Yet 40 years later, many health care professionals still appear to be in the dark about medical marijuana’s potential for the treatment of this disease.
What is Glaucoma?
Glaucoma is a disease of the eye in which increased fluid pressure causes damage to the optic nerve, eventually leading to vision loss and blindness. Glaucoma is age-related and most prevalent among the elderly – affecting approximately 1% of people over 60 and more than 9% of people over 80.
Intraocular pressure (IOP) is both a symptom and risk factor for glaucoma and is believed to play a major role in the deterioration of the optic nerve. IOP refers to elevated levels of pressure inside the eye and most treatments for glaucoma are aimed at reducing IOP.
How Can Marijuana Help?
Although a variety of treatments are available to patients suffering from glaucoma, some respond poorly or are unable to tolerate the side-effects. In these instances, medical marijuana may be considered as an alternative treatment.
A number of studies published in the 1970s showed that marijuana (when smoked or eaten) could lower IOP in patients with glaucoma by approximately 25% – a reduction comparable to that of standard glaucoma treatments available today. Additionally, a dose-response effect was observed, meaning the more marijuana a patient consumed, the higher the reduction in IOP that resulted.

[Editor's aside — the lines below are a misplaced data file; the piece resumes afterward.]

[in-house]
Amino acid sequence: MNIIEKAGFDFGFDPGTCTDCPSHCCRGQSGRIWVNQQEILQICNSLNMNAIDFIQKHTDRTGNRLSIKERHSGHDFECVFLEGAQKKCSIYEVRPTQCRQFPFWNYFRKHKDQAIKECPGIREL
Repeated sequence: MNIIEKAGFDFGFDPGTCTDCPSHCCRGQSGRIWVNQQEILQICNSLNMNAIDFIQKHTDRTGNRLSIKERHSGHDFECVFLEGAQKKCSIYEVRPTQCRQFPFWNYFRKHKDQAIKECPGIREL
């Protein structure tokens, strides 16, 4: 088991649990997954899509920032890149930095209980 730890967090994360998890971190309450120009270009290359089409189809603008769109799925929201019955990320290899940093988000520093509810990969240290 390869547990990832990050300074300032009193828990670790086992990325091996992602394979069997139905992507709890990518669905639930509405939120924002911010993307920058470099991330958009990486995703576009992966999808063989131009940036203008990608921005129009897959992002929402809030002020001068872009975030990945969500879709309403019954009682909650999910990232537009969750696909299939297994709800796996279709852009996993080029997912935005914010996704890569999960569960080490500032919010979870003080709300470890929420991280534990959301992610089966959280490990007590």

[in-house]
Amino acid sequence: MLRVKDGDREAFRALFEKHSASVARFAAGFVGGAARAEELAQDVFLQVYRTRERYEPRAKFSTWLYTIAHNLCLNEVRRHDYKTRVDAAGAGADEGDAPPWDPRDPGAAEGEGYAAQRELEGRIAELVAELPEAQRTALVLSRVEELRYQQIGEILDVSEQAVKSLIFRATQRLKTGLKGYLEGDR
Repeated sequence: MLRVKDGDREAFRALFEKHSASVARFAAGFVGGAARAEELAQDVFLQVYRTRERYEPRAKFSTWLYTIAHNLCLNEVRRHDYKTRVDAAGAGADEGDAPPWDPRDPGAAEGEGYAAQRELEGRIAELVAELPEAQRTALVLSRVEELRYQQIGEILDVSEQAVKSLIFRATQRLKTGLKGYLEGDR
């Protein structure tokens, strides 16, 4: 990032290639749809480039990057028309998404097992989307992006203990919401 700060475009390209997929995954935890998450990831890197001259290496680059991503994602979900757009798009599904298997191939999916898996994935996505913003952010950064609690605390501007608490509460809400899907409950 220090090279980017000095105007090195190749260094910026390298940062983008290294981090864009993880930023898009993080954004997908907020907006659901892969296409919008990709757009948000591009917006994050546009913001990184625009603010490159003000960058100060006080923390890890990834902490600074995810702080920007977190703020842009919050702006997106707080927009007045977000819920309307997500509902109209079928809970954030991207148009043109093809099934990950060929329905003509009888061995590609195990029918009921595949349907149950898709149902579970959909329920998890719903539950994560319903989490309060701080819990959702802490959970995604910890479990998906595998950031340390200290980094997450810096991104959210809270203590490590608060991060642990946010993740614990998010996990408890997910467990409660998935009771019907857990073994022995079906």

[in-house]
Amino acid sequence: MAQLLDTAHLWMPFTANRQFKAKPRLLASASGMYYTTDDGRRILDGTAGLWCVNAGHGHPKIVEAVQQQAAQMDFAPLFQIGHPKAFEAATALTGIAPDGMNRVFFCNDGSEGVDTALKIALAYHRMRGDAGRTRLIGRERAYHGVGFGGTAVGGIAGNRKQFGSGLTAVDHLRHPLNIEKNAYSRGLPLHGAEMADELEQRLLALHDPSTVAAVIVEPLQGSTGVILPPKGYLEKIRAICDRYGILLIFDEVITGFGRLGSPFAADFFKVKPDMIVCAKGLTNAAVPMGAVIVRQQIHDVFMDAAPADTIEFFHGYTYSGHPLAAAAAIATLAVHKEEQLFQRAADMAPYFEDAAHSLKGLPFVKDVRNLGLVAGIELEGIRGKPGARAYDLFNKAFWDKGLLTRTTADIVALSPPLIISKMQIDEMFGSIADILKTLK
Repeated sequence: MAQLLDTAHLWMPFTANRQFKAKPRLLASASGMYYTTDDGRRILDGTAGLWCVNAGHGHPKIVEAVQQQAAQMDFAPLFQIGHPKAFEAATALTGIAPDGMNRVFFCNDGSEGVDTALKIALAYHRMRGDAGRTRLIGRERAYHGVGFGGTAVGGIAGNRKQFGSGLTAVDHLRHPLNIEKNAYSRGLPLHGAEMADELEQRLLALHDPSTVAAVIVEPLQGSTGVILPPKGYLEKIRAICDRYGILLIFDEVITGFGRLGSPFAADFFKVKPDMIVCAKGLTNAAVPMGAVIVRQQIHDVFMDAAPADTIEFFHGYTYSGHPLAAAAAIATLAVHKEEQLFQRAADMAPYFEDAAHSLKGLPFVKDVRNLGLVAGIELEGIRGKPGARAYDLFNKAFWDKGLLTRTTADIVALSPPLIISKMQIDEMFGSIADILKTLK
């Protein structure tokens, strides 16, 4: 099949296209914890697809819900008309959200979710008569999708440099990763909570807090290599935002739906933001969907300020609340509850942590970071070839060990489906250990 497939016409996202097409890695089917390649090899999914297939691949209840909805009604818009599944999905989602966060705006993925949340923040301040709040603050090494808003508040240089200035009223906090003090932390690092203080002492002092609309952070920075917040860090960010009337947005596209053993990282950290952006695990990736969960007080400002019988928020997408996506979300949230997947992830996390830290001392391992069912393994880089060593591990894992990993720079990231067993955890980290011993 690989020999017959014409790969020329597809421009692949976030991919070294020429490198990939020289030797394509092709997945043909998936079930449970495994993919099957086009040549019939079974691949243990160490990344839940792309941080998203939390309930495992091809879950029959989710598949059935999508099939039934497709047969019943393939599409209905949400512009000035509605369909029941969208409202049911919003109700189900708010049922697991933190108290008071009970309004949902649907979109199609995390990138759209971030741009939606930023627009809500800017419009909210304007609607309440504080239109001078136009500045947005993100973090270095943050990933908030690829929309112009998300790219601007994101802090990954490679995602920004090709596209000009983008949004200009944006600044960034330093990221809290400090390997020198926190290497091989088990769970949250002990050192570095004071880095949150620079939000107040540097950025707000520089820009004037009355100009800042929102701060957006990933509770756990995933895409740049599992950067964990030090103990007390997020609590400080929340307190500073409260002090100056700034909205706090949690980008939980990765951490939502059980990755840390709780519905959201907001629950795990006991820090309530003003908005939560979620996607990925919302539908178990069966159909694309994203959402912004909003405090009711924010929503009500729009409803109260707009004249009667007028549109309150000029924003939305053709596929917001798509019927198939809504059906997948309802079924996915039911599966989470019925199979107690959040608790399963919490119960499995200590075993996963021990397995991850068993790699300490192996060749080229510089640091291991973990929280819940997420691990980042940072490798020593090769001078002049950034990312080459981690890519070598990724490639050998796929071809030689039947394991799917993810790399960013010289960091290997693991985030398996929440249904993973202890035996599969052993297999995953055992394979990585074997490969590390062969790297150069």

However, the studies also showed that the effects of medical marijuana on IOP could only last between 3 to 4 hours. Since IOP needs to be controlled continuously in the treatment of glaucoma, a patient would have to administer marijuana to themselves every 3-4 hours of every day in order to fulfill a proper treatment regime.
This is an obvious set back for patients with glaucoma wishing to treat themselves with medical marijuana.
How Does It Work?
The explanation for why marijuana reduces IOP remains unknown, although experts have a few theories.
Scientists originally thought that the reduction in IOP was a result of the overall drop in blood pressure caused by marijuana intake. However, upon the discovery of cannabinoid receptors within the human eye, researchers realized that the endocannabinoid system – the body’s natural cannabinoid system – played a much larger role in the regulation of ocular functions than originally thought.